In the end, we can trust God even when we do not understand how he has performed his miracles.

Saturday, July 19, 2008

Just Courage

Gary Haugen, the president and CEO of International Justice Mission (, senses a restlessness among American Christians. We appear to be dissatisfied with the safety of our routine suburban Christianity in which we pray, read the Bible, attend worship services, and perform small acts of kindness for our neighbors. While none of that is bad and each of those activities is necessary to be fulfilled, we know something vital is missing in such a life.
In his new book, Just Courage, Mr. Haugen argues that many Christians are missing out on the risks and adventure of pursuing justice for the poor. Throughout the world, the poor are suffering from injustice. Little girls in southeast Asia are being kidnapped and enslaved in brothels by adults who will profit from their continual raping by violent men. Widows in Africa are being forced from their homes and property by bullies who would have never had the guts to take on their deceased husbands. Men, women, and children in India are being deceived into slavery and brutally beaten and mutilated so that they remain enslaved.
"The sin of injustice," Mr. Haugen writes, "is defined in the Bible as the abuse of power--abusing power by taking from others the good things that God intended for them, namely, their life, liberty, dignity, or the fruits of their love or their labor" (p. 46). He goes on to argue that Christians need to stand up against violent perpetrators of injustice. Feeding the hungry and providing medical care for the poor are good deeds, but sometimes the world's poor need something more: they need to be rescued from their oppressors, and they need men and women who will risk personal harm to stand between them and their oppressors. They need courageous Christians who will love and protect them.
In the last chapter, Gary Haugen writes, "There are two things that are always the will of God and almost always dangerous: telling the truth and loving needy people...Doing what Jesus does--telling the truth and loving needy people--is inherently unsafe in a fallen world of lies and selfishness...It's not safe to love people in need...It's messy, untidy, unsafe, and even dangerous. And yet, paradoxically, Jesus tells us this is where the deepest joy is found"(pp. 115-116).
Just Courage is a small book with a powerful message. If you are bored with your Christianity, this could be the book for you. You just might be inspired to join International Justice Mission in its efforts to rescue slaves and prosecute oppressors. You might be inspired to serve the poor in some other way. You will be challenged to have the love and courage to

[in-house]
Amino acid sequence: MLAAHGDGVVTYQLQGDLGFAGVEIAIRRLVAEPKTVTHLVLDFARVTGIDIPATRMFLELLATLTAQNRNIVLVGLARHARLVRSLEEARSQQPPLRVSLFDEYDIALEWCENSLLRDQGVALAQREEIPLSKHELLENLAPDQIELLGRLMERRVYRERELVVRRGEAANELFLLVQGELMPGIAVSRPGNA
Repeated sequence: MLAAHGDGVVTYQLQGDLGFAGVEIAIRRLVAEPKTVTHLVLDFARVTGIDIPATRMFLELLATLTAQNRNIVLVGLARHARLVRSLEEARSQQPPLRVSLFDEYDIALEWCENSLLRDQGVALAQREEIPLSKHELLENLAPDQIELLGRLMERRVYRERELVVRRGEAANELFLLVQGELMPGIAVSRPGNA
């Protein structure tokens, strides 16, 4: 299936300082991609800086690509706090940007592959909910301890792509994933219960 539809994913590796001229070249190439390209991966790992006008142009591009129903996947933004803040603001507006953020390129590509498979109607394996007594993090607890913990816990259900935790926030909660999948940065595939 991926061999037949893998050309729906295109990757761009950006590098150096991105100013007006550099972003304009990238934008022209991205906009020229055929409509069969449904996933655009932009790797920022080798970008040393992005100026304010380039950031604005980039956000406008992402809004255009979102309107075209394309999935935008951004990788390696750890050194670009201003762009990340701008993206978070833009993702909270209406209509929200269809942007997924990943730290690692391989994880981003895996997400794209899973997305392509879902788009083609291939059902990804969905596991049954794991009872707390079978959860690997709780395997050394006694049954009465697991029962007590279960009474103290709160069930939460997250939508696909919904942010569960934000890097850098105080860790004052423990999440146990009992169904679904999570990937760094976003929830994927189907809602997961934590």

"Seek justice,
encourage the oppressed.
Defend the cause of the fatherless,
plead the case of the widow" (Isaiah 1:17, NIV).

Friday, July 18, 2008

Don't Give Up

Our preacher Ron Babbit has a godly perspective on grace and forgiveness that drives his ministry. He also has a unique way of expressing biblical truth. This is an excerpt from his latest letter to supporters of the Contact Church of Christ:

"Have you ever given up on anyone? Has anyone ever given up on you? Someone said, 'Robert just needs to quit showing up.' As if we have it all together. Amen? However, TJ didn't get the memo to give up. TJ continued to read, encourage, teach, pray, call, pray and call, teach and encourage for 40 days and 40 nights. Robert had served time in prison. He was a #1 anger filled, fist slinging, jaw jacking, Satan serving murderer, looking for another clown's jaw to place his fist into. That was his heart, his way of life. Mitch asked GT if he would go visit Robert. GT told Robert about JESUS--The Peacemaker, Covenant Maker, Forgiver, Soul Cleanser, Guilt Remover, Reconciler. The One who brings families together at the CROSS and heals hearts. A few weeks ago we witnessed Robert's baptism into CHRIST. A time of many emotions. I'm sure some guilt, maybe some release, some re-focus, some gratitude, some remorse, some 'I get to hold my head up.' Now Robert doesn't have to fight with his fists. He gets to fight against the real enemy, Satan. Praise GOD for this church called Contact, that GOD had raised up to accept people and reach into hearts. Forgive us that we have too often found ourselves being the 'older brother' standing on the outside saying, 'I've been faithful all along, I have never had any ugly thoughts, I have never wasted any $. I have never cheated. I have never lied. I have always had it together.' Then along comes a brother or sister who remembers what it's like to have been bought by the blood of the LAMB, to have forgiveness, to be loved by the KING OF KINGS AND LORD OF LORDS. PRAISE GOD another soul has been united with JESUS! The Devil just won't win. Amen Church! Keep loving, praying and giving because HE continues to give!"